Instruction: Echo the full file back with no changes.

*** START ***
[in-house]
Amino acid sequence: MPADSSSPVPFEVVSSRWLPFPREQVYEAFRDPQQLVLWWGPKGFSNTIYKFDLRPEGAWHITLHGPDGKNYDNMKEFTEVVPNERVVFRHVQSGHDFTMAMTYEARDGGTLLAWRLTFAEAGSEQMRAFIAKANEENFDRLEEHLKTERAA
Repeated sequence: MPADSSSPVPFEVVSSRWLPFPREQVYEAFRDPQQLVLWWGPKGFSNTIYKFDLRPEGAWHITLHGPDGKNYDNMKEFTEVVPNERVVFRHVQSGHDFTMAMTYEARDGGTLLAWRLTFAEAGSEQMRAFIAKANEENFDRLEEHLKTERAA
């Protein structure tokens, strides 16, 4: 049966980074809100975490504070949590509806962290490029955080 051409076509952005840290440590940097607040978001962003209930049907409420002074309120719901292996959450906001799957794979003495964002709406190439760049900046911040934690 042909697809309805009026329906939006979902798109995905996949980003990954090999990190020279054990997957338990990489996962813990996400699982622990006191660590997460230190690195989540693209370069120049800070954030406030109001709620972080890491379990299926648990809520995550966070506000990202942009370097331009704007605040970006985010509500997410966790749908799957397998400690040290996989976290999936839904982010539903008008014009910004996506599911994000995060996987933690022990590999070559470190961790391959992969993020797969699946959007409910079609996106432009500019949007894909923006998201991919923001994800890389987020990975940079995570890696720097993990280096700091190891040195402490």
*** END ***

[in-house]
Amino acid sequence: MPADSSSPVPFEVVSSRWLPFPREQVYEAFRDPQQLVLWWGPKGFSNTIYKFDLRPEGAWHITLHGPDGKNYDNMKEFTEVVPNERVVFRHVQSGHDFTMAMTYEARDGGTLLAWRLTFAEAGSEQMRAFIAKANEENFDRLEEHLKTERAA
Repeated sequence: MPADSSSPVPFEVVSSRWLPFPREQVYEAFRDPQQLVLWWGPKGFSNTIYKFDLRPEGAWHITLHGPDGKNYDNMKEFTEVVPNERVVFRHVQSGHDFTMAMTYEARDGGTLLAWRLTFAEAGSEQMRAFIAKANEENFDRLEEHLKTERAA
């Protein structure tokens, strides 16, 4: 049966980074809100975490504070949590509806962290490029955080 051409076509952005840290440590940097607040978001962003209930049907409420002074309120719901292996959450906001799957794979003495964002709406190439760049900046911040934690 042909697809309805009026329906939006979902798109995905996949980003990954090999990190020279054990997957338990990489996962813990996400699982622990006191660590997460230190690195989540693209370069120049800070954030406030109001709620972080890491379990299926648990809520995550966070506000990202942009370097331009704007605040970006985010509500997410966790749908799957397998400690040290996989976290999936839904982010539903008008014009910004996506599911994000995060996987933690022990590999070559470190961790391959992969993020797969699946959007409910079609996106432009500019949007894909923006998201991919923001994800890389987020990975940079995570890696720097993990280096700091190891040195402490």